Road test: Audi RS 5 Sportback

By Ged Bulmer, June 14 2019

What we’re driving: Audi RS 5 Sportback 

What it costs: $157,700 (plus on-road costs); as tested, $167,050 (plus costs)

Why we’re driving it: The RS designation has a special symbolism with fans of German luxury marque Audi. The initials stand for RennSport, which translates literally as “racing sport” and, since first affixed to the rump of the iconic RS 2 in 1994, these initials have designated cars with a level of performance, focus and driving exhilaration that sets them apart.

When the opportunity presented to sample Audi’s latest uber sports model, the recently arrived RS 5 Sportback, we seized the chance – and its chunky leather-trimmed wheel – with glee.

What it costs: To the best of our knowledge, no Audi press car has ever rolled out of the brand’s landmark Sydney HQ without lashing of optional extras fitted, and our Daytona Grey RS 5 Sportback proved no different.

Not that the standard car wants for anything, loaded as it is with the latest safety, performance and convenience features, from stylish 20-inch alloy wheels to a glamorous panoramic sunroof and a banging Bang & Olufsen 3D sound system.

There’s more – much more – of course, all contained in a mind-boggling list of acronyms that run out of the dealership and around the block. But equipped as it was with the expected frosting of extras, our Sportback tipped the scales at chump change below $170k (plus on-road costs); right in the ballpark of rivals such as the BMW M4 Competition and Mercedes-AMG E 53.

On the outside

While it’s easy enough to find prestige rivals of similar price and performance, you’ll look long and hard to find anything resembling the RS 5 Sportback’s body style.

Call it a clever cross between a coupe and a wagon and you’d be just about right, since the Sportback cleverly blends many of the stylistic attributes of the former, with much of the load-lugging practicality of the latter.

Like its RS 5 Coupe stablemate, the Sportback is blessed with a well-proportioned body and crisply chiseled lines; but where the Sportback deviates markedly is the addition of two rear doors and a hatch, which adds a degree of practicality the Coupe can’t match.

In side profile, the sweeping roofline and handsome 21-inch alloys dominate the view. Linger a moment, though, and you notice sophisticated design details such as the taut shoulder line that runs from just aft of the headlights, all the way to the truncated tail.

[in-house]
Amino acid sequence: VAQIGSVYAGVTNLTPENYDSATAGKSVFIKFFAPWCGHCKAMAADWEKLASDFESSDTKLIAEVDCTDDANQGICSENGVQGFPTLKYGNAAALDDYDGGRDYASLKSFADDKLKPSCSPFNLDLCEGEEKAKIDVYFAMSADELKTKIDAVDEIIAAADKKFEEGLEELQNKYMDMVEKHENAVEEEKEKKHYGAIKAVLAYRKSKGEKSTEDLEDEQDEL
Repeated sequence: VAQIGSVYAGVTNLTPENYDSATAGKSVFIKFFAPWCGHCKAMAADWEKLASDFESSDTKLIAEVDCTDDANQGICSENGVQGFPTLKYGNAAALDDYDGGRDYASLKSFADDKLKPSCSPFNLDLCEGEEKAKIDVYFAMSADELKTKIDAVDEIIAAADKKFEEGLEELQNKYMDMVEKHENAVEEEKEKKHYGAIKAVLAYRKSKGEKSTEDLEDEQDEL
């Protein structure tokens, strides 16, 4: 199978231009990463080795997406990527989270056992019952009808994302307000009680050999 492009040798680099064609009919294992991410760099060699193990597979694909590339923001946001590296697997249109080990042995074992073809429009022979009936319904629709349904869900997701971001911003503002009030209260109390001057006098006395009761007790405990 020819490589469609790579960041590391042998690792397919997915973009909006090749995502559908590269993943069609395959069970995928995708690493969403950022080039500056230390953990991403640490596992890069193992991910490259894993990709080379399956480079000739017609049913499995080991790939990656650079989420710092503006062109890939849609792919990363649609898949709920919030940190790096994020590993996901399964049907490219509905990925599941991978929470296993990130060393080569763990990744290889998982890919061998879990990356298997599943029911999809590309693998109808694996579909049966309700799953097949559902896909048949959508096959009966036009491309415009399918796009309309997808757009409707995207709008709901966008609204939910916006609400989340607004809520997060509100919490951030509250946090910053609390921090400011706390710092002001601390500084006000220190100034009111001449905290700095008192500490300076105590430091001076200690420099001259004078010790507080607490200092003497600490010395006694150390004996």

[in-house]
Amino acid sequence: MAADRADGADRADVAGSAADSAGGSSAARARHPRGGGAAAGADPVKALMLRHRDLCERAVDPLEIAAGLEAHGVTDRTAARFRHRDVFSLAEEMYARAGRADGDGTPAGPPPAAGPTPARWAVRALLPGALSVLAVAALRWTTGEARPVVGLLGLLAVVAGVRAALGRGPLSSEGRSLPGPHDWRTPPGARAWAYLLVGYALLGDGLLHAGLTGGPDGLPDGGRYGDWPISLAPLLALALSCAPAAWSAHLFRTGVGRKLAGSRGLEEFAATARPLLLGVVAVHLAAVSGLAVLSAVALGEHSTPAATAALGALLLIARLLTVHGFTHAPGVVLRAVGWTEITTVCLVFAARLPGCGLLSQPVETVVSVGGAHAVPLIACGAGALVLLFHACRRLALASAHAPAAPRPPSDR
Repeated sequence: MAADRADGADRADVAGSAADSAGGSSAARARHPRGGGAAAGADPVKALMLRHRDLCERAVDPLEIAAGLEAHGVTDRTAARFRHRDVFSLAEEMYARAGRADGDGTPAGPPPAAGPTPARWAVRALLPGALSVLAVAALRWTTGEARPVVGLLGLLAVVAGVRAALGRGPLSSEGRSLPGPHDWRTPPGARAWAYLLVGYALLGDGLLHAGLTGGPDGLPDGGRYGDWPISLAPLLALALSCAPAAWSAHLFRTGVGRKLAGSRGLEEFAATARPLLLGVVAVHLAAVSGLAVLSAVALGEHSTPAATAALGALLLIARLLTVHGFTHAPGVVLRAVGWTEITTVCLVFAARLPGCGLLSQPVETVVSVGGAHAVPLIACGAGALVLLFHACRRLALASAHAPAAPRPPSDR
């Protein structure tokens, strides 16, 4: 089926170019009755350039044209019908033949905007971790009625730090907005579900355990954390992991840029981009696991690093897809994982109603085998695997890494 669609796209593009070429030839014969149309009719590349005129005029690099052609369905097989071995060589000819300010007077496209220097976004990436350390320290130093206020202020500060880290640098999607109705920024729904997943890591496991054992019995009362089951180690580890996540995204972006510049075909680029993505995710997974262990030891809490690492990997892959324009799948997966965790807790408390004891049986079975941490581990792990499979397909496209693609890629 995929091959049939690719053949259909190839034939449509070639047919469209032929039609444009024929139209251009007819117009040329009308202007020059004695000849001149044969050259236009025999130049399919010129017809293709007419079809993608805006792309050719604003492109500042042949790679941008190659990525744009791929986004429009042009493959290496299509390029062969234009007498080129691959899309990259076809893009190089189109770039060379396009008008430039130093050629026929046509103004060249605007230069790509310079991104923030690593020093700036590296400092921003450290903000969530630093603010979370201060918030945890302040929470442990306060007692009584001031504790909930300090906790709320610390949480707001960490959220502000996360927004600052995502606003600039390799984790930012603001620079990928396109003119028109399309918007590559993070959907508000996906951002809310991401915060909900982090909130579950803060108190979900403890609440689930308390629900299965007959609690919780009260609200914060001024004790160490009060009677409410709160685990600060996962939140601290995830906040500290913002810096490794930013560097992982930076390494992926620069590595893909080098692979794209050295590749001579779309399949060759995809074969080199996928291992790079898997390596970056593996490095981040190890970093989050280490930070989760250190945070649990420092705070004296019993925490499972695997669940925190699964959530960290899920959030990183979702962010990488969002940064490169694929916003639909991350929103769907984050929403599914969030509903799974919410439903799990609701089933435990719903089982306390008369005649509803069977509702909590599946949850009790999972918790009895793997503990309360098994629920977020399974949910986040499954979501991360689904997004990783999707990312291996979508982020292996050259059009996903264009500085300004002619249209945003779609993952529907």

Up front, the powerful curvature of the bonnet is rippled with a quartet of accents, cut like the sharp lines of a well-tailored suit and converging on the distinctive black honeycomb grille.

Under the bonnet

Despite looking every bit the V8 bovver boy, the RS 5 Sportback follows the trend to smaller-capacity turbocharged engines. In this case, a bi-turbo V6 punches out a V8-matching 331kW and 600Nm.

The drivetrain mirrors what you’ll find in the RS 5 Coupe and the RS 4 Avant (wagon) and, while traditionalists may bemoan the loss of cylinders, five raucous minutes at the wheel is enough to convince anyone what a deliciously potent combination this is.

The engine is mated to an excellent eight-speed Tiptronic-style automatic and puts its power down via Quattro all-wheel drive and a limited-slip rear diff. This combo fires the RS 5 from 0 to 100km/h in a neck-straining 3.9 seconds. That’s two-tenths quicker than the smaller RS 4 Avant, three-tenths quicker than the similarly powered BMW M4 Competition, and four-tenths quicker than Mercedes-AMG’s turbo-hybrid inline six-cylinder E 53. ‘Nuff said.

On the inside

We’ve said it before and we’ll keep on saying it until someone else ups the ante: Audi sets the standard for interior design and finishes in this segment of the prestige market. 

The RS 5 is no exception and features tasteful combinations of fine Nappa leather, carbon-fibre, polished alloy and dark grey macro-suede.

Its gorgeous flat-bottom steering wheel is trimmed in high-quality perforated leather and feels just right in the hands, with fingertip access to the paddle shifts nestled behind.

Quilted, honeycomb patterns stitched into form-fitting RS-embossed sports seats connect interior and exterior design, while the crisp digital dash is as hi-tech as anything this side of a Tesla, but thankfully not quite as minimalist.

On the road

Switching the Audi drive select system from Comfort to Sport mode has a tangible impact on not just throttle response and shift speed, but also on ride quality, thanks to adaptive dampers.

In the softer setting, the suspension offers impressive compliance as the RS wafts along like a big, docile luxury coupe. But switch to Sport and things sharpen in an instant. The RS 5 gets up on its toes and is ready to do what the badge on its grille and rump suggests.

Drop the hammer and there’s instant urgency and a lovely metallic timbre from the sports exhaust as the V6 races across its rev band to headbutt the limiter at 6700rpm, followed by a brief cacophony of pops and crackles on the over-run.

The steering isn’t as meaty as pure sports coupes such as a BMW M3, but there’s enough heft and feel to telegraph what’s going on at ground level when leaning hard on it.

In summary

Audi’s impressive new RS 5 Sportback melds sophistication and style with rippling athleticism. It’s a hedonistic, high-performance machine that bristles with restrained muscularity, yet can be so demure and accommodating it could be driven by accountants. Devilishly quick and absurdly practical, if it’s not already tax deductible it darn well should be. 

Ged Bulmer

Executive Traveller motoring correspondent Ged Bulmer is one of Australia's most respected motoring experts and a former editor of Wheels, Motor, WhichCar and CarsGuide

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